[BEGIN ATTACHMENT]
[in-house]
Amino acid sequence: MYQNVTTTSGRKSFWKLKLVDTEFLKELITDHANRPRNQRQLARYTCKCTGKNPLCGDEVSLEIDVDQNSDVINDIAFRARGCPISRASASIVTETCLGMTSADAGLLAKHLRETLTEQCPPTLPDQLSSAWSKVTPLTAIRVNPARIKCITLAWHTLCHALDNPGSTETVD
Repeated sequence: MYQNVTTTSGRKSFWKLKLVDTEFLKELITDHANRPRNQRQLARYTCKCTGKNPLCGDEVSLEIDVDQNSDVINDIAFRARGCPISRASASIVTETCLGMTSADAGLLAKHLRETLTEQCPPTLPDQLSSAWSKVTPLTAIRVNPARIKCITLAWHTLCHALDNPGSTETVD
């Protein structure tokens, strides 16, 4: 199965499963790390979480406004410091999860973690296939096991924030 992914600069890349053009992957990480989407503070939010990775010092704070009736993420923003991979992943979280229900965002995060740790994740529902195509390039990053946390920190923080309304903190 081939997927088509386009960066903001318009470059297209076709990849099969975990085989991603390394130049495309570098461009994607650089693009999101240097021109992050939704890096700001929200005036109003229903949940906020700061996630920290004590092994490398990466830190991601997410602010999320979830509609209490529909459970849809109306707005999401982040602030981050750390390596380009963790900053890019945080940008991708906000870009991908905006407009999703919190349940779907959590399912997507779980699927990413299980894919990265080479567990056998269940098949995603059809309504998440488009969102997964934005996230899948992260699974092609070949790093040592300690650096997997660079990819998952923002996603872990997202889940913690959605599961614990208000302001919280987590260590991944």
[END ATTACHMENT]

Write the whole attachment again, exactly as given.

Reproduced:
[in-house]
Amino acid sequence: MYQNVTTTSGRKSFWKLKLVDTEFLKELITDHANRPRNQRQLARYTCKCTGKNPLCGDEVSLEIDVDQNSDVINDIAFRARGCPISRASASIVTETCLGMTSADAGLLAKHLRETLTEQCPPTLPDQLSSAWSKVTPLTAIRVNPARIKCITLAWHTLCHALDNPGSTETVD
Repeated sequence: MYQNVTTTSGRKSFWKLKLVDTEFLKELITDHANRPRNQRQLARYTCKCTGKNPLCGDEVSLEIDVDQNSDVINDIAFRARGCPISRASASIVTETCLGMTSADAGLLAKHLRETLTEQCPPTLPDQLSSAWSKVTPLTAIRVNPARIKCITLAWHTLCHALDNPGSTETVD
């Protein structure tokens, strides 16, 4: 199965499963790390979480406004410091999860973690296939096991924030 992914600069890349053009992957990480989407503070939010990775010092704070009736993420923003991979992943979280229900965002995060740790994740529902195509390039990053946390920190923080309304903190 081939997927088509386009960066903001318009470059297209076709990849099969975990085989991603390394130049495309570098461009994607650089693009999101240097021109992050939704890096700001929200005036109003229903949940906020700061996630920290004590092994490398990466830190991601997410602010999320979830509609209490529909459970849809109306707005999401982040602030981050750390390596380009963790900053890019945080940008991708906000870009991908905006407009999703919190349940779907959590399912997507779980699927990413299980894919990265080479567990056998269940098949995603059809309504998440488009969102997964934005996230899948992260699974092609070949790093040592300690650096997997660079990819998952923002996603872990997202889940913690959605599961614990208000302001919280987590260590991944």